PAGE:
Spiritual Practices and Mental Health: A Matched Pair

Spiritual Practices and Mental Health: A Matched Pair October 2, 2023

Spiritual Practices and Mental Health: A Matched Pair

Therapist & Client


There appears to be a “great gulf fixed” between spiritual practices and mental health. I attempt to merge spiritual practices with mental health.

Spiritual practice helped me overcome fear of death. As a 25-year-old pastor I officiated at 58 funerals in one year. Death haunted me day and night. I struggled with inordinate fear of dying. I dreamed of being in the funeral procession headed to a country, cedar-lined cemetery and I would see myself in the 3rd car – the funeral hearse instead of the second car – the pastor’s car. Two practices helped me lose much of my fear: prayer and therapy.

Sending a new graduate of the seminary into the local church armed only with a Bible and two courses in pastoral counseling would be like sending astronauts into space in a pair of shorts and a pair of Nike Air Max shoes.

A man stopped by the office to talk to me. He said he was hearing voices, violent voices. He said the voices were telling him to kill me. As a twenty-five-year-old pastor, a recovering fundamentalist, I assumed that this man was possessed with demons.

I decided to “cast out the demon” from this tormented person. At the climactic moment in this sordid affair, poised to place my hands on his head and command Jesus to cast the demons into the pits of hell, a thunderstorm erupted outside. The lights went out and the door to my office slammed violently shut. Preacher and demon-possessed made a mad dash to the door. Someone screamed, “O shit.” This ended my career as an exorcist.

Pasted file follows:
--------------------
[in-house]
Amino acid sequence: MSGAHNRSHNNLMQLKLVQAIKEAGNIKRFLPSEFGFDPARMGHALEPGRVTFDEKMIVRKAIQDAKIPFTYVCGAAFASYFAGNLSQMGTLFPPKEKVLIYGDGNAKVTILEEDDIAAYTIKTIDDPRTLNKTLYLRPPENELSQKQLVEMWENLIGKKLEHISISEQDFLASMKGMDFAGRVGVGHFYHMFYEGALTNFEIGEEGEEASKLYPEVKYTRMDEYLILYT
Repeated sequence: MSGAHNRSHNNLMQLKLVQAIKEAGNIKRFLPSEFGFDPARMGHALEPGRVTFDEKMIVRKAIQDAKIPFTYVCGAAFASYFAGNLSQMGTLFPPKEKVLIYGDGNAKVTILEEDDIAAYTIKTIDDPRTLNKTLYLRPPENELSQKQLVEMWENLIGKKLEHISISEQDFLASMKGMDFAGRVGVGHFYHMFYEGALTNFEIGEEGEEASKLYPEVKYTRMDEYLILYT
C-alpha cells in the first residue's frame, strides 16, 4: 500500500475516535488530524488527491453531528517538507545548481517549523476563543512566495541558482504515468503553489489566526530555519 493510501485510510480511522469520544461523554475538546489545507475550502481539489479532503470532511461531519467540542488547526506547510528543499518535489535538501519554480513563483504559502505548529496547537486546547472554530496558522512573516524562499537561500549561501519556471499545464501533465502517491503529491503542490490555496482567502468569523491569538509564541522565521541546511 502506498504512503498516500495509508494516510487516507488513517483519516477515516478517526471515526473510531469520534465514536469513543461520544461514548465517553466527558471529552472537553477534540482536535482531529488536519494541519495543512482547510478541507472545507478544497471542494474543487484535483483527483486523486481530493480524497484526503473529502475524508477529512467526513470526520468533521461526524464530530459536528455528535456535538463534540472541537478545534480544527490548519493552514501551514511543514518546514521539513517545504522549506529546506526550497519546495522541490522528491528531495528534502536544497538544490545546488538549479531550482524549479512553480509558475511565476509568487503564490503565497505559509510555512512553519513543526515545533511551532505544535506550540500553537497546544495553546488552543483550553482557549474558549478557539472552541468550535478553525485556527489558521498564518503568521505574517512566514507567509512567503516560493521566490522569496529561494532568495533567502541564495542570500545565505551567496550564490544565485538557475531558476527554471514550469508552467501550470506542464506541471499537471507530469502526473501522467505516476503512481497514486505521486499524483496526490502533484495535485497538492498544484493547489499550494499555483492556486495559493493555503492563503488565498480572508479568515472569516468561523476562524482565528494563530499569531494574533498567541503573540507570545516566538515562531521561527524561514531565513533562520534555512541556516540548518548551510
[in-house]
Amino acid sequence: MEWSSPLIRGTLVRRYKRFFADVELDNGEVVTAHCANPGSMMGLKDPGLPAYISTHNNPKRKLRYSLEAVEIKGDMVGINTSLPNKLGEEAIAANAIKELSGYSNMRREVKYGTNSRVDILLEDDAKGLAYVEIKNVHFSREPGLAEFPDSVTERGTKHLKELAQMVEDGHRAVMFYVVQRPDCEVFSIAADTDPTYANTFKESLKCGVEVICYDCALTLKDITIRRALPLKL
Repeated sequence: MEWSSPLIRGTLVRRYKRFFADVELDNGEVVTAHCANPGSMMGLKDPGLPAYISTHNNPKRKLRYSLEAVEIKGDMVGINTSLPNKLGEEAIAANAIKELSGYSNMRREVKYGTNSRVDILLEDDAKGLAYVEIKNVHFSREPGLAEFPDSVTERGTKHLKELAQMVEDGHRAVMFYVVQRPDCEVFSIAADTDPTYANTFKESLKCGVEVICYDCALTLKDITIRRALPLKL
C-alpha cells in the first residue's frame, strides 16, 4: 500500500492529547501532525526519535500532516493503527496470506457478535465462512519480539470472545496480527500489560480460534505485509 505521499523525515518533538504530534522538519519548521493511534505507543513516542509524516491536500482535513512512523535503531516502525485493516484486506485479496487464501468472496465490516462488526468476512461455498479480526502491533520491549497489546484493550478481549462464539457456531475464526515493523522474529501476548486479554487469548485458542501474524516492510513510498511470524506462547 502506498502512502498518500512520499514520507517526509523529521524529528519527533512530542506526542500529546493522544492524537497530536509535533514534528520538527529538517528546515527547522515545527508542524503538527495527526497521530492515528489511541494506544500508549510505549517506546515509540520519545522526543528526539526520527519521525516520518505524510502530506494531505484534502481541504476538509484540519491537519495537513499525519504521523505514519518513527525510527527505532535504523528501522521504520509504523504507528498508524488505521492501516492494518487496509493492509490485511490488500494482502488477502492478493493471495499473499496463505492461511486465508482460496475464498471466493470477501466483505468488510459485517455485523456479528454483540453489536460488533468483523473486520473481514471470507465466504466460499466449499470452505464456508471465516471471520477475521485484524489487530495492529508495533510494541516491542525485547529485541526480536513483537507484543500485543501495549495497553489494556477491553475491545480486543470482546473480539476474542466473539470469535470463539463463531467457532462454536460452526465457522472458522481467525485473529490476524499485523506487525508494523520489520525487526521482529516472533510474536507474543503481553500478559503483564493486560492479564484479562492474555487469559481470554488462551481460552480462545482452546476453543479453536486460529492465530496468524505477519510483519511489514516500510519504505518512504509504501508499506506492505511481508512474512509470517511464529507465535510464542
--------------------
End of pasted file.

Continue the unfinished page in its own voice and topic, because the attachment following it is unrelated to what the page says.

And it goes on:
As I read the Skylight study, “Does Spiritual Practice Support Mental Wellness?” the opening words gripped my attention: “Body, mind, soul: the interconnectedness of these three have been a hot topic for …. thousands of years.” “Body, mind, and soul” are not separate entities, but the human is one whole person.

Here are a pair of metaphors – catachresis and catharsis – offering new meanings to how certain Christians words have been used in “spiritual” ways that deprive gospel words of wholeness.


Graphic courtesy of Skylight.org

Central to the relationship between spiritual practice and mental health is catachresis. Like a hip replacement, catachresis is a word replacement for a worn-out word. It is a necessary misuse of language – a variation from the usual literalism afflicting Christians – that names and evokes a new reality.

Christian words become words related to mental health through catachresis: repentance, forgiveness, confession, and salvation. For instance, repentance means “changing the mind;” confession means “cleansing the spirit.” “Forgiveness” becomes “wholeness.”


Catharsis is the process of releasing strong or pent-up emotions through art or psychoanalysisIt comes from the Greek word for cleansing or purging.

Aristotle uses the term to refer to menstrual discharge, seminal discharge, micturition, and discharge at birth. Catharsis suggests the drawing out of blood or emotions by a foreign substance like drugs or words.

Kenneth Burke equates catharsis with “cleansing.” Given the excess attention to the “clean” and the “unclean” in Jewish law, in particular Leviticus, and the battles in the Gospels over what is “unclean” between Jesus and the Pharisees, there is a major connection between the act of catharsis and mental health.

The archetypal encounter of Jesus with the Gadarene demoniac is the best metaphor I have found to demonstrate the possibilities when a man suffering from severe psychological trauma encounters Jesus. What better outcome for a spiritual experience than the mental healthiness of “sitting, clothed, and in his right mind.”

Spiritual practices and mental health – a matched pair.


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